As more and more food comes to the Islands in packaged and processed form, a small ground swell has started that focuses on sustainable farming or gardening and fresh produce.
While restaurants like The Brasserie have dedicated an entire meal based around the farm-to-table concept with their monthly Harvest Dinner, schools now have the chance to learn about sustainable agriculture with schoolyard gardens.
Project Grow aims to connect food with its origin by educating students about healthy foods and nutrition.
The programme can help children learn the principles of gardening. And the hands-on experience can help familiarize children with the many relationships and cycles within nature providing a link to healthy eating and nutritional choices.
The gardening experience itself brings other health benefits like time spent outdoors in the fresh air and a sense of well being. It also offers ways to address nutrition.
Maureen Cubbon, marketing and health & wellness manager for Generali Worldwide, has spearheaded this project along with HSBC Bank (Cayman) and Vigoro Nursery.
“We (Generali) have a programme that we do in the schools called Be Active and Eat Smart. That’s been around for about seven years now,” Cubbon said. “So we thought it would be nice to do something supplemental to that, but really focusing around nutrition. But we wanted something not as traditional as things have been done historically.”
She has been involved in school gardens before in Canada, which helped in the formation of the Cayman Project Grow.
“We want to be able to allow all the schools in Cayman to go ahead and say, ‘we really think this is great and we would like to apply to have the project at our school,’” she said. “We wanted to make sure that all the schools that were able to do it, and willing to do it and certainly have staff and teachers that are dedicated to doing it and sustaining it through the years, will get the programme in their schools.”
She has made the application process easy for schools and staff.
“It’s just one application form and it’s very simple. It has basic information – the school, who’s there, why do they want it, and contact information on whether or not they have space to do a garden or a grow box. And who’s going to help us assess that is supporting sponsor Vigoro Nursery.”
Tom Balon from Vigoro Nursery says this project is unique and interesting, very in depth and any school can apply.
Balon will meet with the teacher or staff in charge of the garden to evaluate the needs and desires of the school.
“The focus is on the edibles – sugar cane, mango trees, etc. I put together the cost of what it would be to build the garden with labour and materials all provided by Vigoro,” he said. “Then it’s up to the teachers to introduce that curriculum with their classes. And they’ll be free to call me any time they want for help.”
When the project is up and running, the students and staff will be able to plant seasonal vegetables.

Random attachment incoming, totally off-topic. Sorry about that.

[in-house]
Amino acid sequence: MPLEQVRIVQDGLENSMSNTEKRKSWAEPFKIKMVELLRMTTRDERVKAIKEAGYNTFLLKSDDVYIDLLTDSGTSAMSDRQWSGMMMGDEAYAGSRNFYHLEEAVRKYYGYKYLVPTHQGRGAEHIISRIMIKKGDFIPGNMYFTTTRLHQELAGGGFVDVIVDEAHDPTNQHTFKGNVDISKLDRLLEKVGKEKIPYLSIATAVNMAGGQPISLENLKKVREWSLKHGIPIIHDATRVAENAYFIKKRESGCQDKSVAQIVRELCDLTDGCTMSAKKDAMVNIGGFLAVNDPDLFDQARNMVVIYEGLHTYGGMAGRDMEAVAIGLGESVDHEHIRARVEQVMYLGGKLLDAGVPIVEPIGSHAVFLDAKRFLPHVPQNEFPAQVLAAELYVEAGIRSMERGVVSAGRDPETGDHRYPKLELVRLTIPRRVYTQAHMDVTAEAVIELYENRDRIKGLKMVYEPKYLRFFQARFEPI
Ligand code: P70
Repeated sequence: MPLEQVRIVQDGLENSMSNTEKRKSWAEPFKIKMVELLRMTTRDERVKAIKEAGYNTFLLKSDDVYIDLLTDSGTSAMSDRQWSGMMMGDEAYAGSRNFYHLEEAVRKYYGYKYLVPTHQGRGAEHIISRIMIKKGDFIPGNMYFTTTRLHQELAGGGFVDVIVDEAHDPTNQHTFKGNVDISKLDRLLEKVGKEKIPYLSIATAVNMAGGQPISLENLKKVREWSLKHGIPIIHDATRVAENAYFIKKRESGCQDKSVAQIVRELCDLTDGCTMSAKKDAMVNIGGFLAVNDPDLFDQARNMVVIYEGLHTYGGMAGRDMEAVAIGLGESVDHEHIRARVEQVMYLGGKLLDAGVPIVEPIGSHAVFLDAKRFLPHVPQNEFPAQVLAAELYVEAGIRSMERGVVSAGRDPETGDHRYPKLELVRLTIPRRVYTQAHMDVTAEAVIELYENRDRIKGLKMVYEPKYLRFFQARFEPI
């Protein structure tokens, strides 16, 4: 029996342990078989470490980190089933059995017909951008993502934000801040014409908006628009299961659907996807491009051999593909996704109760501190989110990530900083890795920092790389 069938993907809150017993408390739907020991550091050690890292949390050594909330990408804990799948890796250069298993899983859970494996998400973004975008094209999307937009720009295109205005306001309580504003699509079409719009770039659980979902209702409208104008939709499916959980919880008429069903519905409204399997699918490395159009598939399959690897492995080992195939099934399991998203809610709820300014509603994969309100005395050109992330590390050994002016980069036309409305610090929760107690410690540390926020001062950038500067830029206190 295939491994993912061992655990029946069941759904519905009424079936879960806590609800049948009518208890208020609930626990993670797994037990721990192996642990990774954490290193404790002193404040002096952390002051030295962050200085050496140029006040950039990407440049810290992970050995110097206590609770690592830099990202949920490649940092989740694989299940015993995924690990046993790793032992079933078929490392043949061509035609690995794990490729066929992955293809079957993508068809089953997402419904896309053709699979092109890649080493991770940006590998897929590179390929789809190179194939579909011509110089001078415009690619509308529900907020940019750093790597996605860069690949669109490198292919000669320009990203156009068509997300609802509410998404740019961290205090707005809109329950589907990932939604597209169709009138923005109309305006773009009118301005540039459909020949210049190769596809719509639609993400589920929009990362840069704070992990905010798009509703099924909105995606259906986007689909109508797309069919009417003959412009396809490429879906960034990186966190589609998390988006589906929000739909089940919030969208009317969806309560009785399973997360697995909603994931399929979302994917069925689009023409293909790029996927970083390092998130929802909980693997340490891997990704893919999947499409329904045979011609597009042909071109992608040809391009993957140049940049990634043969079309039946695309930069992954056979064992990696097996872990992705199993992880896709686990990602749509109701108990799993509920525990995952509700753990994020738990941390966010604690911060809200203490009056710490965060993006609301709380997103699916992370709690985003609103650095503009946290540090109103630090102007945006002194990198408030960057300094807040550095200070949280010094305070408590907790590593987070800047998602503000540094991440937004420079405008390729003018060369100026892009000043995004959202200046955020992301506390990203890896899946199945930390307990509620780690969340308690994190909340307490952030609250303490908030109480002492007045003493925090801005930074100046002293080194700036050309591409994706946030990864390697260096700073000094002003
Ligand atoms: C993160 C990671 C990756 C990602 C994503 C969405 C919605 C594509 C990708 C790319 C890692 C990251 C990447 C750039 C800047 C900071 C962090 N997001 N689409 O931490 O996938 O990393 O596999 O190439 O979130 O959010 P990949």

“It will be a lot of time and a lot of work, but there will be something to show for it,” he said.
Balon says that these school gardens will raise awareness of growing and the planting industry, while focusing on the health benefits of eating fresh foods. And the students will get plenty of exercise while working in the garden.
“It can be a very rewarding career. I hope these gardens will initiate interest in the entire industry,” he said.
Ralph Manoosingh is a teacher that runs the garden operation at Clifton Hunter. Several of the students in Manoosingh’s gifted class work in the garden.
Their latest experiment was focusing on the growth of beans around the invasive species of Australian pines called casuarinas.
“We came to the conclusion in the final experiment that if the pine needles fall and seeds from other seeds fall, they will never reach the soil because they will stay at the top of the pine needles,” he said.
The pine needle seeds have many tiny seeds that are released from a double-pronged larger pine seed that works their way through the other pine needles to reach the soil.
The small group has grown garlic, beans, rice and scotch bonnet peppers and they also experiment in other ways.
“We went outside where we do planting and we did something called layering,” he said.
It’s a process used on the silver buttonwood tree where you peel a small portion of the branch off, you wrap it in soil, and the plant grows roots. Essentially, a branch that is layered can be grown as its own plant.
All of the gifted students are very excited about the gardens.
“You need to do a lot of research to avoid the plants getting diseases,” said one of the students. “The experimenting is fun,” said another.
The group receives support from the principal and deputy principal, but Manoosingh needs more money and support from the new school to continue the garden.
And he’s constantly battling vegetable thieves – as soon as the group plants something and it blossoms, someone with sticky fingers cuts through the fence and takes the small harvest.
Manoosingh has invested his own money, currently funding a small hydroponic box that will teach the kids how to grow plants without soil. But he doesn’t have much confidence in it staying around too long.
“The other is it probably won’t survive because they’re going to come in here and pull it off,” he said.
And this is one of the many reasons Generali, HSBC and Vigoro Nursery started their new programme – Project Grow can help out Manoosingh’s group.
Project Grow is now making an open call to all schools in the Cayman Islands. They are accepting applications for the September 2011 school year.
Interested schools must have an open area to hold a grow box or a patch of land, and dedicated faculty and students to develop and maintain the garden throughout the 2011-12 school year.
Schools will be chosen based on their willingness and ability to support the programme for the long-term.